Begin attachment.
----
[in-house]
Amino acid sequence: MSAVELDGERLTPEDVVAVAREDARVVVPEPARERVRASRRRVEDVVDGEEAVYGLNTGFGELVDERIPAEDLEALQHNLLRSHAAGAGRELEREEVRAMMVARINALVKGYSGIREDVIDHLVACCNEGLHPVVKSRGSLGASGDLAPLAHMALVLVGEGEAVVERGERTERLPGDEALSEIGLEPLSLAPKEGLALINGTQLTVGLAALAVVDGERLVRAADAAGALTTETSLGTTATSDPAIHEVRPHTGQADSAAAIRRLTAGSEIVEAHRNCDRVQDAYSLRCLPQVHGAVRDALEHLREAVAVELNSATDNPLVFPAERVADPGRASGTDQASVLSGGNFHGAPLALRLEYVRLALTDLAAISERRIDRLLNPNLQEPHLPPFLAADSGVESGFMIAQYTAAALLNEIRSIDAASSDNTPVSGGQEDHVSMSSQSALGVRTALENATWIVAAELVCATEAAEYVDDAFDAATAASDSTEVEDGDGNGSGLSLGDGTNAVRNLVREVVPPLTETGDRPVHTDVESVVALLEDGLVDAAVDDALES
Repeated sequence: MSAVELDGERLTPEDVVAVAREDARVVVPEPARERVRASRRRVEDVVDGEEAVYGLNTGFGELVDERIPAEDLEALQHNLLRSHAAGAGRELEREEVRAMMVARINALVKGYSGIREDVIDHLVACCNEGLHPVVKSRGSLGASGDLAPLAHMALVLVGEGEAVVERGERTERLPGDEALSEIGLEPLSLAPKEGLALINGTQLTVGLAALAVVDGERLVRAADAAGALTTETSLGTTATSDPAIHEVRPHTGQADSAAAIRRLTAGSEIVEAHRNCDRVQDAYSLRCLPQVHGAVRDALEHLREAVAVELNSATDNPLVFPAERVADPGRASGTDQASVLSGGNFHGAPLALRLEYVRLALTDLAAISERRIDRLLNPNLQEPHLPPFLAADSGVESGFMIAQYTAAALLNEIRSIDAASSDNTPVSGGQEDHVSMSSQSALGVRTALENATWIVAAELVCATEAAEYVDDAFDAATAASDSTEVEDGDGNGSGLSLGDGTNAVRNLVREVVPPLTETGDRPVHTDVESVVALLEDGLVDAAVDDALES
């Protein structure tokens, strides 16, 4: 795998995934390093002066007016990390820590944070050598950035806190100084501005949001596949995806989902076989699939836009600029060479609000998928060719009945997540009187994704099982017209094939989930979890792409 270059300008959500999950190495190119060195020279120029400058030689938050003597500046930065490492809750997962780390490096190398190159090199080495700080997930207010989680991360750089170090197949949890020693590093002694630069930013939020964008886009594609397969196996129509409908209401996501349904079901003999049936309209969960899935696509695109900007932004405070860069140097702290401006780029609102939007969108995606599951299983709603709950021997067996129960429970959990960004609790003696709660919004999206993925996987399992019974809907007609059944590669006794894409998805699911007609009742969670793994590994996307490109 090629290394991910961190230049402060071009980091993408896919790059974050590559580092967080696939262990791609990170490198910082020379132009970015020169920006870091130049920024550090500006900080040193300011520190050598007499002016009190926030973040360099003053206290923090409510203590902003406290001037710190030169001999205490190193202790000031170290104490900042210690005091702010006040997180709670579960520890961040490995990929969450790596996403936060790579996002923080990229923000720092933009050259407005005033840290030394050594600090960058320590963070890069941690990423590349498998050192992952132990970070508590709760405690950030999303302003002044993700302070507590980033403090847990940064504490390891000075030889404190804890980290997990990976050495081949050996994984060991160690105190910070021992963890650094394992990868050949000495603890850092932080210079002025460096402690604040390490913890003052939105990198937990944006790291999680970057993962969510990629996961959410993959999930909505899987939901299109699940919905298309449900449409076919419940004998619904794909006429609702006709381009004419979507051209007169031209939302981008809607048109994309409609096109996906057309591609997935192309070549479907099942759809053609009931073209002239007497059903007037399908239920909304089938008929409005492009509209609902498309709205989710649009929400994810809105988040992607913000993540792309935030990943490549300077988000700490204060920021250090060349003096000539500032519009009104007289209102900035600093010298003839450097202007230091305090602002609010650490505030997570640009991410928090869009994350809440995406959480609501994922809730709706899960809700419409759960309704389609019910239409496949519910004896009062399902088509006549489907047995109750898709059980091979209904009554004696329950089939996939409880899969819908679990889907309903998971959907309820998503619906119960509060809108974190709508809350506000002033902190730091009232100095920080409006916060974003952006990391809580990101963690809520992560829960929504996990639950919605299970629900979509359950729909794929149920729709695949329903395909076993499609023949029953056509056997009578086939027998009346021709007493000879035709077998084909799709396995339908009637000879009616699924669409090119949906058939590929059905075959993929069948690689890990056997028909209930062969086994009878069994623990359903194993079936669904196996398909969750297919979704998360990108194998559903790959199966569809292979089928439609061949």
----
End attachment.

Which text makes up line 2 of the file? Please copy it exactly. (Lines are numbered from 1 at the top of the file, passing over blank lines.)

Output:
Amino acid sequence: MSAVELDGERLTPEDVVAVAREDARVVVPEPARERVRASRRRVEDVVDGEEAVYGLNTGFGELVDERIPAEDLEALQHNLLRSHAAGAGRELEREEVRAMMVARINALVKGYSGIREDVIDHLVACCNEGLHPVVKSRGSLGASGDLAPLAHMALVLVGEGEAVVERGERTERLPGDEALSEIGLEPLSLAPKEGLALINGTQLTVGLAALAVVDGERLVRAADAAGALTTETSLGTTATSDPAIHEVRPHTGQADSAAAIRRLTAGSEIVEAHRNCDRVQDAYSLRCLPQVHGAVRDALEHLREAVAVELNSATDNPLVFPAERVADPGRASGTDQASVLSGGNFHGAPLALRLEYVRLALTDLAAISERRIDRLLNPNLQEPHLPPFLAADSGVESGFMIAQYTAAALLNEIRSIDAASSDNTPVSGGQEDHVSMSSQSALGVRTALENATWIVAAELVCATEAAEYVDDAFDAATAASDSTEVEDGDGNGSGLSLGDGTNAVRNLVREVVPPLTETGDRPVHTDVESVVALLEDGLVDAAVDDALES